Again if we look at out performance charts for the same period of time we can see that the IOPS was over half a million for the cluster at 4K Block Size
Customers always ask me how realistic these tests are, I have done some comparisons with HCIBench also, and so have some of my customers, and HCIBench produces the same results, so as you can see the Virtual SAN Proactive Tests can save you a lot of time and effort with regards to things like storage performance testing, and remember they are very I/O intensive, coupled with the new performance monitoring charts in Virtual SAN, you have more tools at your fingertips all within a single user interface.
7 thoughts on “Virtual SAN – Easy to Use Proactive Tests”
Thanks for the overview. Out of curiosity, what was your cluster size (# of hosts and disk groups per host)? Cache/storage disk sizes? Thanks
My cluster size was 8 Nodes with 2 Disk Groups per node consisting of a 200GB Cache SSD and four 400GB Capacity SSDs
Is running these tests advisable in a production environment? If so, any caveats? Thanks!
I have never had any issues running this in a production environment, it will of course only be able to generate the maximum amount of I/O based on the test + current workload, in the graphs it will represent the total I/O for the cluster
We have an 8-Node cluster with 4 Disk Groups per node–each group consisting of a 745 Cache SSD and three 1 TB Capacity Spinning disks (hybrid VSAN). Each hosts has two controllers–and each controller manages two disk groups.
I have run the Stress Test several times and each time one (sometimes two) of the hosts will fail the test. It seems to be different hosts each time. The Low Stress Test and the Basic Sanity tests pass with flying colors.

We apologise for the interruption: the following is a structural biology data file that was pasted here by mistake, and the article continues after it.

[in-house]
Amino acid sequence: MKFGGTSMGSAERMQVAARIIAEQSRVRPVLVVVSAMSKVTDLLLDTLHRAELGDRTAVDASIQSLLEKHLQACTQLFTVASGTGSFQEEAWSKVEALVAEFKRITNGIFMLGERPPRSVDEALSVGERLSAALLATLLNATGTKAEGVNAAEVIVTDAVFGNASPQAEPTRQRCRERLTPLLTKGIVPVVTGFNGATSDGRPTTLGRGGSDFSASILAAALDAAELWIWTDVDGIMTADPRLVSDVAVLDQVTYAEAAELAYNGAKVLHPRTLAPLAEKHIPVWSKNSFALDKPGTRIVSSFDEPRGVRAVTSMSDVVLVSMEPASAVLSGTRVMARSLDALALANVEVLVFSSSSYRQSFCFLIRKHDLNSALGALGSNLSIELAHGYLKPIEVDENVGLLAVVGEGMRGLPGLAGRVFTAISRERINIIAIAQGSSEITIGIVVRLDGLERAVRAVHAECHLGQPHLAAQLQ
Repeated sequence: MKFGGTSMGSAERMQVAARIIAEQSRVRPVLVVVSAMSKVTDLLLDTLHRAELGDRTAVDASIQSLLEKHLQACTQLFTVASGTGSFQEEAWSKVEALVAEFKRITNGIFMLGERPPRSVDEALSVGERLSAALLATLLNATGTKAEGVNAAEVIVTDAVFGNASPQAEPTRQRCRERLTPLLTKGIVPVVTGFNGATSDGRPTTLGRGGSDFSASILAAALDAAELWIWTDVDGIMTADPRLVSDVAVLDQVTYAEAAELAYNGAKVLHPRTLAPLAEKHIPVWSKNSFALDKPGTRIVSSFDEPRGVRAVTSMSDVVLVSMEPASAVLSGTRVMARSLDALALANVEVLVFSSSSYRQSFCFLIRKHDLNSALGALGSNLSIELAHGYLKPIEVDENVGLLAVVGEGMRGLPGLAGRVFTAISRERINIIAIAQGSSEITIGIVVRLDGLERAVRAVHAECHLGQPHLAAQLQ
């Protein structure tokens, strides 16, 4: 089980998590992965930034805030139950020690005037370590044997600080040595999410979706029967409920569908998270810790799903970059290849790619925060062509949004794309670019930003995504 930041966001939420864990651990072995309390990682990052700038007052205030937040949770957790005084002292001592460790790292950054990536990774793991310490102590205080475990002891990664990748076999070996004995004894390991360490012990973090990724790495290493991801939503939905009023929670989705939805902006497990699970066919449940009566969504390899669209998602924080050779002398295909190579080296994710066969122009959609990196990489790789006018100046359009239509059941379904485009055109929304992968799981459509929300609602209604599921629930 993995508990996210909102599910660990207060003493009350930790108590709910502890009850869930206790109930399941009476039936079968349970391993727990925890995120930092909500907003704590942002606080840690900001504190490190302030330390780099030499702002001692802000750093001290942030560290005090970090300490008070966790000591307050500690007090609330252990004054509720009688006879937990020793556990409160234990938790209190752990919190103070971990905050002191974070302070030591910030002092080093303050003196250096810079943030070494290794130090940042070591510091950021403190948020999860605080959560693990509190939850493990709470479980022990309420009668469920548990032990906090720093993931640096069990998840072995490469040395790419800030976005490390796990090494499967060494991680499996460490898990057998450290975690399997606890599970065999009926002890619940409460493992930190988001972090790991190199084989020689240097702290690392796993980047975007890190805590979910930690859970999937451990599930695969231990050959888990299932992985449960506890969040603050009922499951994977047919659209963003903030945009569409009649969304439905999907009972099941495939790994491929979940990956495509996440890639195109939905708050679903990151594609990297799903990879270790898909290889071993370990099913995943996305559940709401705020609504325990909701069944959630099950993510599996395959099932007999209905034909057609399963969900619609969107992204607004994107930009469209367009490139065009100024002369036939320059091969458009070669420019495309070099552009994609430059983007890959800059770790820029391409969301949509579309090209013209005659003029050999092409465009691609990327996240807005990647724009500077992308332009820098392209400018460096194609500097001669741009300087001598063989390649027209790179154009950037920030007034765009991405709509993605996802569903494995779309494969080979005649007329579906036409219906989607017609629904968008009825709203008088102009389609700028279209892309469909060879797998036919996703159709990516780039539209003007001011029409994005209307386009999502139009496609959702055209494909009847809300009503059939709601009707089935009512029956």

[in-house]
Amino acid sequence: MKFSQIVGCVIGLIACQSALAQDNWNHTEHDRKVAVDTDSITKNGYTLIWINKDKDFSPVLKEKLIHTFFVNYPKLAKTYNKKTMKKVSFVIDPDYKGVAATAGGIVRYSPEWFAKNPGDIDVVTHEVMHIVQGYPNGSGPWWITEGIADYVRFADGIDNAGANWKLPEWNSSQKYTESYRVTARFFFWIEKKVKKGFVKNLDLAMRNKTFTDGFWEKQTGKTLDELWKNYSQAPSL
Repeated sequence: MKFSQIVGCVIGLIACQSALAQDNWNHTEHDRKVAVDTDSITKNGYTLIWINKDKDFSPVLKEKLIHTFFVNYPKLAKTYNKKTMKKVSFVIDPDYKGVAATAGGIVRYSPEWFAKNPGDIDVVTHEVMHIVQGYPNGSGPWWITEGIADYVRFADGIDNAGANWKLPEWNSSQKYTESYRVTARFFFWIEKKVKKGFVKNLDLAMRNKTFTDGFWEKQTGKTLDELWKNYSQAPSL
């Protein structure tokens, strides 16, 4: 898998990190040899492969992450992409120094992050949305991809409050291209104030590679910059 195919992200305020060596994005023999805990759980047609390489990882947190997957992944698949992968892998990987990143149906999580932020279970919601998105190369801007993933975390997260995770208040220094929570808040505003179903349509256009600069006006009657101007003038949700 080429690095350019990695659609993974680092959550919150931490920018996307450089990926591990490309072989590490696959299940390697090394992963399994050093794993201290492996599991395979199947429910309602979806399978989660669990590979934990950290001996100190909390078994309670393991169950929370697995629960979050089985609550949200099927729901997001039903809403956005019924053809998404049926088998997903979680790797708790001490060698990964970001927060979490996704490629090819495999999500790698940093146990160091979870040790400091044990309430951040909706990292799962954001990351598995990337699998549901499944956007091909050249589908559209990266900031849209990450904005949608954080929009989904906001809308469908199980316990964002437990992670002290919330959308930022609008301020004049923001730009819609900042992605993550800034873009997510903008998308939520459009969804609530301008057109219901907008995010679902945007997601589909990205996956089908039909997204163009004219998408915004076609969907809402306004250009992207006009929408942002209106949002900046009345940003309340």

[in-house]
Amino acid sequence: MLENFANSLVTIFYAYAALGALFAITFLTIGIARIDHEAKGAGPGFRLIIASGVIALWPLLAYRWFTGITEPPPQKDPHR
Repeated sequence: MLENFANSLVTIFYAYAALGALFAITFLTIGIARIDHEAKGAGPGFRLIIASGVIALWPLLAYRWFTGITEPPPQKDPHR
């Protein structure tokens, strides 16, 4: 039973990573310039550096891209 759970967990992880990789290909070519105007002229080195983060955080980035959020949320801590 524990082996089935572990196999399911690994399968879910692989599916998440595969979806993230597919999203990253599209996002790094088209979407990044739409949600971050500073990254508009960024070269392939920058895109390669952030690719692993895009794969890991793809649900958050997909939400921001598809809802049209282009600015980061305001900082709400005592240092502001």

Obviously–I would like to determine why it is failing the Stress Test and resolve the issue BEFORE actually moving data onto this VSAN and starting to use it in production. I am wondering if you have any insight and can provide any suggested course of action in pursuing and resolving it.
One thought I had (that has not been substantiated but is just a thought) is that when the VSAN was created even though I picked “Manual” disk group creation the system automatically picked what disks belong to what disk group. So it is conceivable that the cache disk and capacity disks in each disk group might be controlled by different controllers. I know which drives are connected to which controllers so I should be able to go back and verify this. Do you think if a disk group is made up of disks that are spread across different controllers that might impact performance in the stress test?
Any insight you have would be greatly appreciated.
Michael, Which version of vSAN are you using? I’ve never come across this in my lab, I have also configured it in such a way that the Disk Group Capacity Disks and Cache Disk are on the same controller
I was having the same issue, for me it was because my storage policy had 100% for reservation, changed it to 0% and now the test are working fine.